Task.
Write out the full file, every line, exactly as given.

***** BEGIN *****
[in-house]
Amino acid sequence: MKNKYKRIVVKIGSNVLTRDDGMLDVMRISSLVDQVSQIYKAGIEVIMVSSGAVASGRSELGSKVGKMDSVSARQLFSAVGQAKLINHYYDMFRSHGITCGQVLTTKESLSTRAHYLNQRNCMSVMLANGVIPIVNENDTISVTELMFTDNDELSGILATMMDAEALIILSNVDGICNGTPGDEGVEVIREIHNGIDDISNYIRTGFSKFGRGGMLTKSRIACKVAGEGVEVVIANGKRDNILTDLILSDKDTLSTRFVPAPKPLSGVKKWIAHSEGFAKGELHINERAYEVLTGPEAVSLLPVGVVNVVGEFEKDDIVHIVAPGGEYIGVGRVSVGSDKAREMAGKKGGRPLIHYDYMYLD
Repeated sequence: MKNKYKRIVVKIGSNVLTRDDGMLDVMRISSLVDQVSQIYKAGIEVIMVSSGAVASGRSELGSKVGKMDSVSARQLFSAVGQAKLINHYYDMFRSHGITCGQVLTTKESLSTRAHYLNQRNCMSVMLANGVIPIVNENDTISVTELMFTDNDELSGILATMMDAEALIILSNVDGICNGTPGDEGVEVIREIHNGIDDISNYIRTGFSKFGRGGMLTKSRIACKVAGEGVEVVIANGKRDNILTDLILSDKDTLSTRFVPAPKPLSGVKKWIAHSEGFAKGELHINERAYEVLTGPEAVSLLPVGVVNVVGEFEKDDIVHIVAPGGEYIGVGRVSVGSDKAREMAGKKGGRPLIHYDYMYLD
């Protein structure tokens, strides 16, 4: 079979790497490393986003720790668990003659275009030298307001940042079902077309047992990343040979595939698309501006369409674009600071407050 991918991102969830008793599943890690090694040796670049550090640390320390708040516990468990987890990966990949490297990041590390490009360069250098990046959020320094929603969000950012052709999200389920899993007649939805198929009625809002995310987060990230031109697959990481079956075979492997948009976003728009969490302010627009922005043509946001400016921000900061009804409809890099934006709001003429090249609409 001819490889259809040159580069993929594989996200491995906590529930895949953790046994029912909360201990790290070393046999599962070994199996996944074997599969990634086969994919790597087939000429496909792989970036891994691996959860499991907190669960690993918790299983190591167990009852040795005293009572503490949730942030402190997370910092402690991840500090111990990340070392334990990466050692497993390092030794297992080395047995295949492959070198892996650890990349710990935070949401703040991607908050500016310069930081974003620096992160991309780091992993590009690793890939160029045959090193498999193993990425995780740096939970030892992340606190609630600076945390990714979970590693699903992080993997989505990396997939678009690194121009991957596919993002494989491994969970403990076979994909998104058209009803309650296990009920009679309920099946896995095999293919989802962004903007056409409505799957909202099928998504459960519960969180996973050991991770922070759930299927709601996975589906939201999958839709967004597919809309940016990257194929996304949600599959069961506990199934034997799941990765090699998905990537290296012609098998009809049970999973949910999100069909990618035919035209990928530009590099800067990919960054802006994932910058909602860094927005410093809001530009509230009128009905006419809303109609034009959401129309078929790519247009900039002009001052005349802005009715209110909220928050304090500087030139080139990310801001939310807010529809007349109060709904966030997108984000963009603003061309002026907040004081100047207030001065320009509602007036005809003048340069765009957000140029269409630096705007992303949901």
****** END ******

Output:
[in-house]
Amino acid sequence: MKNKYKRIVVKIGSNVLTRDDGMLDVMRISSLVDQVSQIYKAGIEVIMVSSGAVASGRSELGSKVGKMDSVSARQLFSAVGQAKLINHYYDMFRSHGITCGQVLTTKESLSTRAHYLNQRNCMSVMLANGVIPIVNENDTISVTELMFTDNDELSGILATMMDAEALIILSNVDGICNGTPGDEGVEVIREIHNGIDDISNYIRTGFSKFGRGGMLTKSRIACKVAGEGVEVVIANGKRDNILTDLILSDKDTLSTRFVPAPKPLSGVKKWIAHSEGFAKGELHINERAYEVLTGPEAVSLLPVGVVNVVGEFEKDDIVHIVAPGGEYIGVGRVSVGSDKAREMAGKKGGRPLIHYDYMYLD
Repeated sequence: MKNKYKRIVVKIGSNVLTRDDGMLDVMRISSLVDQVSQIYKAGIEVIMVSSGAVASGRSELGSKVGKMDSVSARQLFSAVGQAKLINHYYDMFRSHGITCGQVLTTKESLSTRAHYLNQRNCMSVMLANGVIPIVNENDTISVTELMFTDNDELSGILATMMDAEALIILSNVDGICNGTPGDEGVEVIREIHNGIDDISNYIRTGFSKFGRGGMLTKSRIACKVAGEGVEVVIANGKRDNILTDLILSDKDTLSTRFVPAPKPLSGVKKWIAHSEGFAKGELHINERAYEVLTGPEAVSLLPVGVVNVVGEFEKDDIVHIVAPGGEYIGVGRVSVGSDKAREMAGKKGGRPLIHYDYMYLD
């Protein structure tokens, strides 16, 4: 079979790497490393986003720790668990003659275009030298307001940042079902077309047992990343040979595939698309501006369409674009600071407050 991918991102969830008793599943890690090694040796670049550090640390320390708040516990468990987890990966990949490297990041590390490009360069250098990046959020320094929603969000950012052709999200389920899993007649939805198929009625809002995310987060990230031109697959990481079956075979492997948009976003728009969490302010627009922005043509946001400016921000900061009804409809890099934006709001003429090249609409 001819490889259809040159580069993929594989996200491995906590529930895949953790046994029912909360201990790290070393046999599962070994199996996944074997599969990634086969994919790597087939000429496909792989970036891994691996959860499991907190669960690993918790299983190591167990009852040795005293009572503490949730942030402190997370910092402690991840500090111990990340070392334990990466050692497993390092030794297992080395047995295949492959070198892996650890990349710990935070949401703040991607908050500016310069930081974003620096992160991309780091992993590009690793890939160029045959090193498999193993990425995780740096939970030892992340606190609630600076945390990714979970590693699903992080993997989505990396997939678009690194121009991957596919993002494989491994969970403990076979994909998104058209009803309650296990009920009679309920099946896995095999293919989802962004903007056409409505799957909202099928998504459960519960969180996973050991991770922070759930299927709601996975589906939201999958839709967004597919809309940016990257194929996304949600599959069961506990199934034997799941990765090699998905990537290296012609098998009809049970999973949910999100069909990618035919035209990928530009590099800067990919960054802006994932910058909602860094927005410093809001530009509230009128009905006419809303109609034009959401129309078929790519247009900039002009001052005349802005009715209110909220928050304090500087030139080139990310801001939310807010529809007349109060709904966030997108984000963009603003061309002026907040004081100047207030001065320009509602007036005809003048340069765009957000140029269409630096705007992303949901």